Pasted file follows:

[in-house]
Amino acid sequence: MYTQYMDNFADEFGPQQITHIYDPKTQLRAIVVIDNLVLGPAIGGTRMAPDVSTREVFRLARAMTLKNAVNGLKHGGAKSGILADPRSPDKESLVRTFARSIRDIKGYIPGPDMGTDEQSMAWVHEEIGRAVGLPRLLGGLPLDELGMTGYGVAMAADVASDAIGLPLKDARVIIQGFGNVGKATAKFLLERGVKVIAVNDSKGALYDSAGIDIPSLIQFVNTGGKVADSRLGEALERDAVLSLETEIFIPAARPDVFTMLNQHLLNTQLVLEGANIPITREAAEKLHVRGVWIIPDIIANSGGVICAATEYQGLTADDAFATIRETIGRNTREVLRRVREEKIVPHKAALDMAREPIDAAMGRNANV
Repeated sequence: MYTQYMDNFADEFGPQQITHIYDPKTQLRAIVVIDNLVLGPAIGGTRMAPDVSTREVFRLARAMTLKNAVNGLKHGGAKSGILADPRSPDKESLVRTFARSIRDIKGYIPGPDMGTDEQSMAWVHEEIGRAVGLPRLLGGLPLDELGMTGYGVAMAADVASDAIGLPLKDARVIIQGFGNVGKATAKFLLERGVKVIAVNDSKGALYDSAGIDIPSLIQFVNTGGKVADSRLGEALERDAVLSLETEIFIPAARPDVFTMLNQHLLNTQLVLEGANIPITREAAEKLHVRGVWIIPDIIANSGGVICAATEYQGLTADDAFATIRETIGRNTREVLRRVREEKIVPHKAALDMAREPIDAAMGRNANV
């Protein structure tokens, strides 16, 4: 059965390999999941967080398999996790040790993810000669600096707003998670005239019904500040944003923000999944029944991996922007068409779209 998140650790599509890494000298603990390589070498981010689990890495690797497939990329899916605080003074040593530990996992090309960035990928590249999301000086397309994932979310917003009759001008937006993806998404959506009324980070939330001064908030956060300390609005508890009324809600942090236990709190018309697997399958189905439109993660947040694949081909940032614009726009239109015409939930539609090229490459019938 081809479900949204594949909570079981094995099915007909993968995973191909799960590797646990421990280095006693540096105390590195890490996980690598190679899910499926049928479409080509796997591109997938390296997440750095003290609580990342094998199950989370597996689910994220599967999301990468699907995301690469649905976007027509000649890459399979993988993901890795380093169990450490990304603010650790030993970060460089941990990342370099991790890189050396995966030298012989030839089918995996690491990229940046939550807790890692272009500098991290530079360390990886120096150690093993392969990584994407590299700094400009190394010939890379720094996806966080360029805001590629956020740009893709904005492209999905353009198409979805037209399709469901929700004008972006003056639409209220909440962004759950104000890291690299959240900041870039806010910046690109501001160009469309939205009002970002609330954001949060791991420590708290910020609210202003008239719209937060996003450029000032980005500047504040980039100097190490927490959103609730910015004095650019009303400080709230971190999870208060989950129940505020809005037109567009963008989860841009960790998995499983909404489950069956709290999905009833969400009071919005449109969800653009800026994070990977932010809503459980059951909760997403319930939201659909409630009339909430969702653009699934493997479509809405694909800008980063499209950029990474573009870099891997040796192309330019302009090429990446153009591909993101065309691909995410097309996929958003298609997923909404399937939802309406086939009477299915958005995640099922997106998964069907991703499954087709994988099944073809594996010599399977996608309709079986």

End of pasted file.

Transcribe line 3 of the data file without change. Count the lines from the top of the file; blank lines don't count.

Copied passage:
Repeated sequence: MYTQYMDNFADEFGPQQITHIYDPKTQLRAIVVIDNLVLGPAIGGTRMAPDVSTREVFRLARAMTLKNAVNGLKHGGAKSGILADPRSPDKESLVRTFARSIRDIKGYIPGPDMGTDEQSMAWVHEEIGRAVGLPRLLGGLPLDELGMTGYGVAMAADVASDAIGLPLKDARVIIQGFGNVGKATAKFLLERGVKVIAVNDSKGALYDSAGIDIPSLIQFVNTGGKVADSRLGEALERDAVLSLETEIFIPAARPDVFTMLNQHLLNTQLVLEGANIPITREAAEKLHVRGVWIIPDIIANSGGVICAATEYQGLTADDAFATIRETIGRNTREVLRRVREEKIVPHKAALDMAREPIDAAMGRNANV